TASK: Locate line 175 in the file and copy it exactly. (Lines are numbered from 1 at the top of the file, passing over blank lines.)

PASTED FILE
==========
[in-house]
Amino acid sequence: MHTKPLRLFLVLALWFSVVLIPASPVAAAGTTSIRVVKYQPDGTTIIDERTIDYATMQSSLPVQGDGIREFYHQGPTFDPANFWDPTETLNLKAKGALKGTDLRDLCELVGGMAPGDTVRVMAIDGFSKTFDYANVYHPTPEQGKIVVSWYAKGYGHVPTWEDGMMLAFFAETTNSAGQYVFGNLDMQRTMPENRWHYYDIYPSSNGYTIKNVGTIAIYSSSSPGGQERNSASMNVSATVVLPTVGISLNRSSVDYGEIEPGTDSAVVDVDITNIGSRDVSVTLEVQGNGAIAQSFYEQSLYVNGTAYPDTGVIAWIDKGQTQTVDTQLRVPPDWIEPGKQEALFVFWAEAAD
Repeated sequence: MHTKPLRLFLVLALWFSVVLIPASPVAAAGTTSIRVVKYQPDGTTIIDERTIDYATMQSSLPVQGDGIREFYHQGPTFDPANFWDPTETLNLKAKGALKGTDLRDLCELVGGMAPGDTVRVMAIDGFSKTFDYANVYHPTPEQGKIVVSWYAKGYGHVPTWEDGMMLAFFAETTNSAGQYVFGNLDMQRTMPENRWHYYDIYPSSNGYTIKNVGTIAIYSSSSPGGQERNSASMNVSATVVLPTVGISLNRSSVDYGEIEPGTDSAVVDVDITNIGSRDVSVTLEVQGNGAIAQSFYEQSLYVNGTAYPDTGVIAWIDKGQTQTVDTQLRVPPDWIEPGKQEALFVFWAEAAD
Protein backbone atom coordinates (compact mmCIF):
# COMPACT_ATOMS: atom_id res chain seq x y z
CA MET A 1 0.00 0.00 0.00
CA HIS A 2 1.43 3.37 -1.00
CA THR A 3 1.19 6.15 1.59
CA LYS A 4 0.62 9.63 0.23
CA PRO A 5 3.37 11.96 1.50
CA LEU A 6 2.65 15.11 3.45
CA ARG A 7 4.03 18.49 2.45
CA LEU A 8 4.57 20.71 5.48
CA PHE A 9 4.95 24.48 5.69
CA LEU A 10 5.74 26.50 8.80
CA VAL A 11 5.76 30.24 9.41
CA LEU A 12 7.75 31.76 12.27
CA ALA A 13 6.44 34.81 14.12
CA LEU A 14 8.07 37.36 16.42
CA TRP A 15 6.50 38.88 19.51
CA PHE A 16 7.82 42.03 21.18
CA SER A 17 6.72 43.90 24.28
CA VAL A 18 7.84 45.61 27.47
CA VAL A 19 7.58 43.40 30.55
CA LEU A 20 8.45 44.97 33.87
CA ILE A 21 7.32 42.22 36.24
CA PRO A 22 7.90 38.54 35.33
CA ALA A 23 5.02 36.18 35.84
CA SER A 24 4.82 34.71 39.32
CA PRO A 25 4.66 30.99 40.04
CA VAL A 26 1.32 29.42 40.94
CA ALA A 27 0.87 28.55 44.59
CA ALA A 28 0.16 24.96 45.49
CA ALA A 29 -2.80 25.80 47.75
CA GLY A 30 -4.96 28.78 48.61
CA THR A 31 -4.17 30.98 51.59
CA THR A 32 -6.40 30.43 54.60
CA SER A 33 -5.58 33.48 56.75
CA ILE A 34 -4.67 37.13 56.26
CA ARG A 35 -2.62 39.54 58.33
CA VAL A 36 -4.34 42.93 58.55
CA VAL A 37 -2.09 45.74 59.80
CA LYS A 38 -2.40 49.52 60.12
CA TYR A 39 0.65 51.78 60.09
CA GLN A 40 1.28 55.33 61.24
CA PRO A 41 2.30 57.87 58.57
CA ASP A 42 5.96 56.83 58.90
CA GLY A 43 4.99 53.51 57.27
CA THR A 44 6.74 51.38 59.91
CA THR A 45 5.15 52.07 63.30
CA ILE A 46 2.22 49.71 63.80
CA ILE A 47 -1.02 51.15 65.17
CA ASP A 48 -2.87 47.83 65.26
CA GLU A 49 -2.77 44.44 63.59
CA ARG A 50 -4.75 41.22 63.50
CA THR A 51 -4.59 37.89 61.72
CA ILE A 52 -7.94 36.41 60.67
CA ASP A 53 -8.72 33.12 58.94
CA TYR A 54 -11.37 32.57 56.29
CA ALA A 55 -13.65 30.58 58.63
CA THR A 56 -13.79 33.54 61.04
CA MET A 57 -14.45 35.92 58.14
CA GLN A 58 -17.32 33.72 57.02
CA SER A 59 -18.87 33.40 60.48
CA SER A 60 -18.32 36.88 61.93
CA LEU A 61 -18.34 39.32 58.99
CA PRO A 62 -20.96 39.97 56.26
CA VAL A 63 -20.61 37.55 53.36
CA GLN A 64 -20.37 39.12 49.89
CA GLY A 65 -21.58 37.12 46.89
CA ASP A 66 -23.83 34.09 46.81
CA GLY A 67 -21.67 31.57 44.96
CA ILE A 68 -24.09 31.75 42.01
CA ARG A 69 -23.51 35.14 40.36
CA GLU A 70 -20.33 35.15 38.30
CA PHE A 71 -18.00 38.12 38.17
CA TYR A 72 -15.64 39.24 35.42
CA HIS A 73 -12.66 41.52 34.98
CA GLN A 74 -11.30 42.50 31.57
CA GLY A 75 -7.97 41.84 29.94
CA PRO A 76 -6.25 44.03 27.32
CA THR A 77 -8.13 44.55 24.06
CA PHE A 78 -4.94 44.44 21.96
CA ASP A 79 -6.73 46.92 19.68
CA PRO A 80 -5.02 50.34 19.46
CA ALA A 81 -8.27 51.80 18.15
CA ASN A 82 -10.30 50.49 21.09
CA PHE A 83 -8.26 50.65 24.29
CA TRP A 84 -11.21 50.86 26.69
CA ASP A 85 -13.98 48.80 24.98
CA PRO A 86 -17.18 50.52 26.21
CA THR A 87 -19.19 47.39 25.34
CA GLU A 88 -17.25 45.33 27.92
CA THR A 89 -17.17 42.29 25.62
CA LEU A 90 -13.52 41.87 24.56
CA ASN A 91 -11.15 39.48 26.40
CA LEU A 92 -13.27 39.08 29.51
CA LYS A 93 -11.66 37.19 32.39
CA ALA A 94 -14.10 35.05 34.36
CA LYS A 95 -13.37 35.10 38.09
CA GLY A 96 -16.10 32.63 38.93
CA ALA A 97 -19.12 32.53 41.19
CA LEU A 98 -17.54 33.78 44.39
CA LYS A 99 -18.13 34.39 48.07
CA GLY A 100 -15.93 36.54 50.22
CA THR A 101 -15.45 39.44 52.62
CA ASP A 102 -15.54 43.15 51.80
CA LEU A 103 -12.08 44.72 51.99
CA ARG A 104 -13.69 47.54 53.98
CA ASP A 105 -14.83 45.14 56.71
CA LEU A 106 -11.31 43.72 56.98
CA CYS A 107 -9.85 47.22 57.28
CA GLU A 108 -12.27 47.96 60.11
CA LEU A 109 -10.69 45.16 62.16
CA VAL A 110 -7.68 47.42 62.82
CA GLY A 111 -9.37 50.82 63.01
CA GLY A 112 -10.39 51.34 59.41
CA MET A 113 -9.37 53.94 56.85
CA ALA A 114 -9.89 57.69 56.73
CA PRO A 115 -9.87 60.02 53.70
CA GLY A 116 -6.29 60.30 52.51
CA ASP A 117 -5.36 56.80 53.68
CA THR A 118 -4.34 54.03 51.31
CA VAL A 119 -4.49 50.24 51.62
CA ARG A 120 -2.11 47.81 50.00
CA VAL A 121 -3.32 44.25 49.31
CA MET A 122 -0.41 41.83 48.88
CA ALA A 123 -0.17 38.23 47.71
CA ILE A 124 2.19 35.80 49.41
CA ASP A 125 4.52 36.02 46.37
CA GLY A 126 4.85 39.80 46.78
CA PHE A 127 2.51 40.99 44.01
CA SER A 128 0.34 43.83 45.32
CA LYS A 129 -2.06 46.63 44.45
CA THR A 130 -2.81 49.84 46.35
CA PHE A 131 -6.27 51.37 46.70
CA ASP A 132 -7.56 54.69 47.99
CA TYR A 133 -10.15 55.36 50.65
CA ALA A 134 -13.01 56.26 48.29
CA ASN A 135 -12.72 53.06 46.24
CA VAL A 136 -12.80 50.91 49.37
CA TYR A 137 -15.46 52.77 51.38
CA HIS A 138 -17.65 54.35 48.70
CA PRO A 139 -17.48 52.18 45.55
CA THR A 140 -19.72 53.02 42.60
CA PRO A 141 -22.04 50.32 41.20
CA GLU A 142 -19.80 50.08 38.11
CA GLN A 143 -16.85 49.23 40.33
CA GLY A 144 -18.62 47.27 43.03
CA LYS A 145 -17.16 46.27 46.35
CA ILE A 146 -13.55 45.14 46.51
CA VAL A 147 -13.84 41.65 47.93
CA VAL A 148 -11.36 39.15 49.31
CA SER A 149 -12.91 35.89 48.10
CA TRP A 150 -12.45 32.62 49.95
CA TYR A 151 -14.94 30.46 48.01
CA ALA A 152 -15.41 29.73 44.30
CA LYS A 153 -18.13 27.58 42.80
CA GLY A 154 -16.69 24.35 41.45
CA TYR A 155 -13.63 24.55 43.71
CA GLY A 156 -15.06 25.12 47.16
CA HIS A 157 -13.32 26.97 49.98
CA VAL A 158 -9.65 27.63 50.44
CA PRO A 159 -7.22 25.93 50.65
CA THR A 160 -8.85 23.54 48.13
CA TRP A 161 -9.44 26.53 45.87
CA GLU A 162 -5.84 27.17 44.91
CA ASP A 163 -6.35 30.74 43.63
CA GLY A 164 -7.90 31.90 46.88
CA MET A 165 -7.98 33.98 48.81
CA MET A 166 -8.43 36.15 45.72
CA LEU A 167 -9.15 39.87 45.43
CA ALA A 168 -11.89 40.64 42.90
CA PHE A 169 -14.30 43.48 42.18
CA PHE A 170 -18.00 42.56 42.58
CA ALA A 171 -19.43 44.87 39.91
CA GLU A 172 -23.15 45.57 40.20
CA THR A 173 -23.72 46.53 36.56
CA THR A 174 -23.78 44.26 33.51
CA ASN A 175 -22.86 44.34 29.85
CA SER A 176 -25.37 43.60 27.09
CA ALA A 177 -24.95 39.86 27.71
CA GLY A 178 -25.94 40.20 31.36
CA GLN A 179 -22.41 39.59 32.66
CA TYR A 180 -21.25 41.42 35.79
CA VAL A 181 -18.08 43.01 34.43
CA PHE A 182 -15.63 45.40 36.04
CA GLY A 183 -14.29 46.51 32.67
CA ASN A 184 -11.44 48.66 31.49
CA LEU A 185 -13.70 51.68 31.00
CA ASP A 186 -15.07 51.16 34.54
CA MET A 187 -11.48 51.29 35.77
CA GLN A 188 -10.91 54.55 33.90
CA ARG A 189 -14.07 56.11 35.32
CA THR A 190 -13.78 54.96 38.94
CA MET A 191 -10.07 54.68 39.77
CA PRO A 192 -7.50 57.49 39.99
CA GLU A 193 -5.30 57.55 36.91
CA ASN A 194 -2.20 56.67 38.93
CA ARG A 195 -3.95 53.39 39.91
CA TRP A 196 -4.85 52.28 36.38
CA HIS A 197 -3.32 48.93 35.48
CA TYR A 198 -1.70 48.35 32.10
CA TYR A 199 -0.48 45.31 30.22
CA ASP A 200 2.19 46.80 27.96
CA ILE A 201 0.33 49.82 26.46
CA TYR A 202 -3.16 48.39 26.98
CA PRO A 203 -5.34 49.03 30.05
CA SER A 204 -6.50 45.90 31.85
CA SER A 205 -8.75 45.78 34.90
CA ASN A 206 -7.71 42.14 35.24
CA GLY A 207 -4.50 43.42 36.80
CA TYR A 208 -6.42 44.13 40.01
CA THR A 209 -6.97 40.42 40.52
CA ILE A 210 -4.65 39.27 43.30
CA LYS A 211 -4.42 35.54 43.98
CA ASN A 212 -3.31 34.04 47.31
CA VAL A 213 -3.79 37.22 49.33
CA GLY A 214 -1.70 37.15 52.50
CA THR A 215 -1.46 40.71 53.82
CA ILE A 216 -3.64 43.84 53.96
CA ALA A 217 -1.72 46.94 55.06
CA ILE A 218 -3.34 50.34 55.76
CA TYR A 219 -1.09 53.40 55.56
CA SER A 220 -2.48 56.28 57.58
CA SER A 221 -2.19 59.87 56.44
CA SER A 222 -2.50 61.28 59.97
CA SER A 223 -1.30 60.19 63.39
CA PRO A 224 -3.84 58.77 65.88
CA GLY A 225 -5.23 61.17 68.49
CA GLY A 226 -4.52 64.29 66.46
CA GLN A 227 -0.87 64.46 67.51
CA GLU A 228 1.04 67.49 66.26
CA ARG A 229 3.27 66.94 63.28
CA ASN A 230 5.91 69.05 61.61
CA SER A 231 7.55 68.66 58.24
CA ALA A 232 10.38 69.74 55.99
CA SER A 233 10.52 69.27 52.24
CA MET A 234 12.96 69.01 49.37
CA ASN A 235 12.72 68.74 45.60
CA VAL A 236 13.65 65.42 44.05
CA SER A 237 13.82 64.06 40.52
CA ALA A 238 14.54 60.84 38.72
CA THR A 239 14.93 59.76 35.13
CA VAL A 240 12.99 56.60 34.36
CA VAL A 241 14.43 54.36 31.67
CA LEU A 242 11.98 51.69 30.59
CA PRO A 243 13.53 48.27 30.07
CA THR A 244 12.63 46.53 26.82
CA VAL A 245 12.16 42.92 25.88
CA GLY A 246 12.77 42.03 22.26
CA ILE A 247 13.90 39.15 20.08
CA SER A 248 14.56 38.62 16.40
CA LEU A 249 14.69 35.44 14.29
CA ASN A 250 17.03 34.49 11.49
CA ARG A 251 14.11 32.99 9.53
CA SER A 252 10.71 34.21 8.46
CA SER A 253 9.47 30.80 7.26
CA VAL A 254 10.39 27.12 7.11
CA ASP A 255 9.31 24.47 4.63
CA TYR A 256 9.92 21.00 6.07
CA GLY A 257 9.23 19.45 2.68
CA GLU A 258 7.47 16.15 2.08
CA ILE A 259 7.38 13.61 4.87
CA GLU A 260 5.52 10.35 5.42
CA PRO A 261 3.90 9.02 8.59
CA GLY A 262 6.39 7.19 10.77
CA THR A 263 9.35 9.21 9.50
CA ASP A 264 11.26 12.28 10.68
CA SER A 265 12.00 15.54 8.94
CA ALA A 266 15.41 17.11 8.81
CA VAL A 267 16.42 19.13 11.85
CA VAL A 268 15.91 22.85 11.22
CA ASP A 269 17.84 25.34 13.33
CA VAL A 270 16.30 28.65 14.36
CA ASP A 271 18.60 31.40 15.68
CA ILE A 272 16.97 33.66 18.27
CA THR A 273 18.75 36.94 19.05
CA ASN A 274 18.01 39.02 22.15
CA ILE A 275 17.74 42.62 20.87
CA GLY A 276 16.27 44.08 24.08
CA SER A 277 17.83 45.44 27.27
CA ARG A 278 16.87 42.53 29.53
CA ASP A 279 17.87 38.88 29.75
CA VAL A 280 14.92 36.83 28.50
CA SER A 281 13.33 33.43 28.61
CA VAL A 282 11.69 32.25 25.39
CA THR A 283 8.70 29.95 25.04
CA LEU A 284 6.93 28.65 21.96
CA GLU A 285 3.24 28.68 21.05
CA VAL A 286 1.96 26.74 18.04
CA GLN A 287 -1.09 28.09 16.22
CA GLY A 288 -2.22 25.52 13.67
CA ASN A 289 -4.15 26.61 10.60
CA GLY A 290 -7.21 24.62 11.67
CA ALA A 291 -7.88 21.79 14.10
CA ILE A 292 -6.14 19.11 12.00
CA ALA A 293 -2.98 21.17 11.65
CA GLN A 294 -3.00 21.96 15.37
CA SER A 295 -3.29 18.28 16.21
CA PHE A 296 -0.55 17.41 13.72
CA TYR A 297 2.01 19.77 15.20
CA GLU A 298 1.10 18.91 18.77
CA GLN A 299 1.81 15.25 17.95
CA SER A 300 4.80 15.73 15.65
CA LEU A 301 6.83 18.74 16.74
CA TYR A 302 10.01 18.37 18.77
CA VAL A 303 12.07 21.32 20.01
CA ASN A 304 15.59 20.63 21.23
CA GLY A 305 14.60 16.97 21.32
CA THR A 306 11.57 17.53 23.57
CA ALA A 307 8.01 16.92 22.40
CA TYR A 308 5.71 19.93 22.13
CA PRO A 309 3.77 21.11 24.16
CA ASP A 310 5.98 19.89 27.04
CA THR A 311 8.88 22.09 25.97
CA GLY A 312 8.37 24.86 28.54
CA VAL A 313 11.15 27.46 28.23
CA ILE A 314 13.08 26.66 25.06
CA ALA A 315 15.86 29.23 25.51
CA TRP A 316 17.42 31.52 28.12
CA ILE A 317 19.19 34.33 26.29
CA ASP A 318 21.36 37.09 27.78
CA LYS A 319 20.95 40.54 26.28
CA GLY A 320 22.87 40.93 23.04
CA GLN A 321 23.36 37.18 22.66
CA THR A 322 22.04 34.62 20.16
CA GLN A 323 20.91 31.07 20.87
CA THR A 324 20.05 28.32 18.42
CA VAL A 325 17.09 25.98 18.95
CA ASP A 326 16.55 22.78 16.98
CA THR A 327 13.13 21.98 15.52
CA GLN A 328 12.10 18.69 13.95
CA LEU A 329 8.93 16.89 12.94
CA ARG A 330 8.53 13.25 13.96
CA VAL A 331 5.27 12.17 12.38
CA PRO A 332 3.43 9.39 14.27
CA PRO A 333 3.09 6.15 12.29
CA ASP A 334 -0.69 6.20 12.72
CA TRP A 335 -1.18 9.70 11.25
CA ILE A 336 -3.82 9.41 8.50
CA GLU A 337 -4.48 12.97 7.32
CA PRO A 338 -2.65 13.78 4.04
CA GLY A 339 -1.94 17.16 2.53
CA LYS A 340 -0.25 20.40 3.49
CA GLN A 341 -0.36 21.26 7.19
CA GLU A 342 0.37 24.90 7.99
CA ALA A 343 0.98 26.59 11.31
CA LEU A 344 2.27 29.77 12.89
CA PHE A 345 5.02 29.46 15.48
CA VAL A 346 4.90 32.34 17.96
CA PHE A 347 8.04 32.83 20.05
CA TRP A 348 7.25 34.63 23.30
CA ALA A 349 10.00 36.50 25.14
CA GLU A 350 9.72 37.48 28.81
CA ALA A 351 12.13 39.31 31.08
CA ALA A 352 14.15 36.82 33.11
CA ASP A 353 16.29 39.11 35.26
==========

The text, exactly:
CA PHE A 170 -18.00 42.56 42.58